James finds 1960s just peachy
By Celia Wren
Wednesday, April 17, 2013
Brave, ingenious James Henry Trotter -- of “James and the Giant Peach” fame -- is larking it up with Mick Jagger, Diana Rigg and the members of Monty Python’s Flying Circus.
Okay, that is not literally true. But in Imagination Stage’s enchanting production of “James and the Giant Peach,” sly echoes of 1960s pop culture reverberate through the strains of Roald Dahl’s 1961 story. The talking Grasshopper that James meets, inside the eponymous pitted fruit, swaggers around with an electric guitar in his grip, like a certain Rolling Stones singer. The lugubrious Earthworm sports a Nehru jacket. And when James’s parents travel to London, where they have the bad luck to be eaten by a rhinoceros, the city’s buildings plop down out of the sky like objects in the surreal animations created by Monty Python’s Terry Gilliam.
The tongue-in-cheek allusions give director Janet Stanford’s production an exhilarating polyphonic quality. At the same time, the show stays true to Dahl’s yarn, which tells how James escapes a miserable life with his cruel guardian aunts and travels across the Atlantic on the peach, in the company of the Grasshopper and other insects. (Imagination Stage is presenting “James and the Giant Peach” in repertory with “The Magic Finger,” a world premiere adaptation of a lesser-known children’s book by Dahl. David Wood adapted both shows.)
In Stanford’s version, James’s adventure is being turned into a movie, complete with breathless action sequences and 1960s-style pop songs. (Tim Guillot composed the music, which is original to this production; the lyrics are from Dahl’s book.) Milagros Ponce de Leon’s colorful scenery, anchored by a gnarled peach tree and an enormous peach pit, sometimes seems to be a film set. That’s especially the case when a production assistant (Megan Graves) wanders around with a clapper board; or when an appearance by James (a winning Sean Silvia at the reviewed performance; Ian Berlin sometimes plays the role) is underscored by a musical motif that recalls James Bond movies. (As Stanford has noted when discussing the inspirations for this production, Dahl wrote the screenplay for the 1967 Bond movie “You Only Live Twice.”)
But the movie-set conceit never overpowers the fantastical narrative, which kicks into high gear early on, with the appearance of Aunt Sponge (Phillip Reid, in a baby-doll dress and go-go boots) and Aunt Spiker (Joe Brack in comparably mod attire). Screeching at James and simpering or raging at each other, the aunts are delightfully grotesque comic villains, whose skullduggery heightens the euphoric excitement of James’s escape on the peach.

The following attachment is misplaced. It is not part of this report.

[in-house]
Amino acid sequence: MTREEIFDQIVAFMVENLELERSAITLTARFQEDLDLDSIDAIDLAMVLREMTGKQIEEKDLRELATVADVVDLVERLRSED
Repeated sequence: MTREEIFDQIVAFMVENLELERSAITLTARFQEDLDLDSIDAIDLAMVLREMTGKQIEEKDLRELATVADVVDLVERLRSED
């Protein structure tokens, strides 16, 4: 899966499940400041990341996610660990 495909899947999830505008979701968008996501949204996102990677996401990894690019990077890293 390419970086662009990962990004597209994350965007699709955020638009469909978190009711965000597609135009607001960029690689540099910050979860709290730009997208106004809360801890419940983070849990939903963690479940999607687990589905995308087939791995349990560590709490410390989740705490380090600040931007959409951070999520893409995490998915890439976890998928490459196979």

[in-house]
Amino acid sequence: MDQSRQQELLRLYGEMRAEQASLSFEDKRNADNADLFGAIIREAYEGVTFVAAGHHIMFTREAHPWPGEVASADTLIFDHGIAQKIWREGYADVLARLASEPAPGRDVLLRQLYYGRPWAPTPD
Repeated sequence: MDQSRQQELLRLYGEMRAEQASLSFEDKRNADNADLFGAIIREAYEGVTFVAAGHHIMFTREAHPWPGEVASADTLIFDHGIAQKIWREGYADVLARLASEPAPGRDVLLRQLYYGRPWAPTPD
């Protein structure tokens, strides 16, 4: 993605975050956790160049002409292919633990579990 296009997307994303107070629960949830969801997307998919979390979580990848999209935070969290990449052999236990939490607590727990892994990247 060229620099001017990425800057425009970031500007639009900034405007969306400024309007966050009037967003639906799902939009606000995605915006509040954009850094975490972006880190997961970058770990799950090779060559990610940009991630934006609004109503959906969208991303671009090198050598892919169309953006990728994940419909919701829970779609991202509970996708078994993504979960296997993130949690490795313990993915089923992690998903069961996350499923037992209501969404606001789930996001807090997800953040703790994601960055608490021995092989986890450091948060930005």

In the company of Matthew Schleigh’s moves-like-Jagger Grasshopper, Lauren Dupree slinks around engagingly as Miss Spider, looking in her leather outfit like Diana Rigg’s character in “The Avengers.” (Kendra Rai designed the pitch-perfect costumes.) Leigh Jameson makes an endearingly motherly Ladybird; Reid aces the Eeyorelike mopeyness of the Earthworm; and Eric Messner, draped in tiny boots, is enjoyably bossy as a Centipede who sounds like Michael Caine.
Stephen Guidry and David Stern’s effective and humorous video design helps evoke the supersizing of the peach, the menace of peach-chomping sharks, and the fruit’s arrival in New York City. Puppet designer Matthew McGee assists with the wondrous plot twists. (James’s fleeting underwater encounter with an octopus is a particularly nice James Bondesque touch.)
All in all, this is one of those productions where there’s almost too much to notice and relish at any given moment. Children at a recent matinee appeared spellbound. (Parents and other chaperones who want to explain the 1960s references at intermission will find a handy cheat sheet in the playbill.)
Older theatergoers who recognize the exuberant allusions immediately will find that they underscore, in a new way, the marvelous strangeness of Dahl’s tale.